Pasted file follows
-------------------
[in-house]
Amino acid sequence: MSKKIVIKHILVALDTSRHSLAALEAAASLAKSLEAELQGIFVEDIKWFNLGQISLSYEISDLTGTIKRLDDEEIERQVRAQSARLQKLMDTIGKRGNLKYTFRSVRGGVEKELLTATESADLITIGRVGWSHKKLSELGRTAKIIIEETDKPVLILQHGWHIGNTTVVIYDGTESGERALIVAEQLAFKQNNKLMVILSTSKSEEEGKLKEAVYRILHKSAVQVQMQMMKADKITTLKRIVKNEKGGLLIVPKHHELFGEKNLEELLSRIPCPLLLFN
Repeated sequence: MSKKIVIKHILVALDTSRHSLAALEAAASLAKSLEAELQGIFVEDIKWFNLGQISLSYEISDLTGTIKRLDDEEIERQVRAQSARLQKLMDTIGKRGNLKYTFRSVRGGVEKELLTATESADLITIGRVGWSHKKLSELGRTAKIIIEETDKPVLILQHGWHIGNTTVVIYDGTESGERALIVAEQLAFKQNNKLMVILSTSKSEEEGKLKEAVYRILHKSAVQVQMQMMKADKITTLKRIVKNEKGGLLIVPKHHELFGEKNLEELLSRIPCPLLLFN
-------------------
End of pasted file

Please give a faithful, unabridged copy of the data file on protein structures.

[in-house]
Amino acid sequence: MSKKIVIKHILVALDTSRHSLAALEAAASLAKSLEAELQGIFVEDIKWFNLGQISLSYEISDLTGTIKRLDDEEIERQVRAQSARLQKLMDTIGKRGNLKYTFRSVRGGVEKELLTATESADLITIGRVGWSHKKLSELGRTAKIIIEETDKPVLILQHGWHIGNTTVVIYDGTESGERALIVAEQLAFKQNNKLMVILSTSKSEEEGKLKEAVYRILHKSAVQVQMQMMKADKITTLKRIVKNEKGGLLIVPKHHELFGEKNLEELLSRIPCPLLLFN
Repeated sequence: MSKKIVIKHILVALDTSRHSLAALEAAASLAKSLEAELQGIFVEDIKWFNLGQISLSYEISDLTGTIKRLDDEEIERQVRAQSARLQKLMDTIGKRGNLKYTFRSVRGGVEKELLTATESADLITIGRVGWSHKKLSELGRTAKIIIEETDKPVLILQHGWHIGNTTVVIYDGTESGERALIVAEQLAFKQNNKLMVILSTSKSEEEGKLKEAVYRILHKSAVQVQMQMMKADKITTLKRIVKNEKGGLLIVPKHHELFGEKNLEELLSRIPCPLLLFN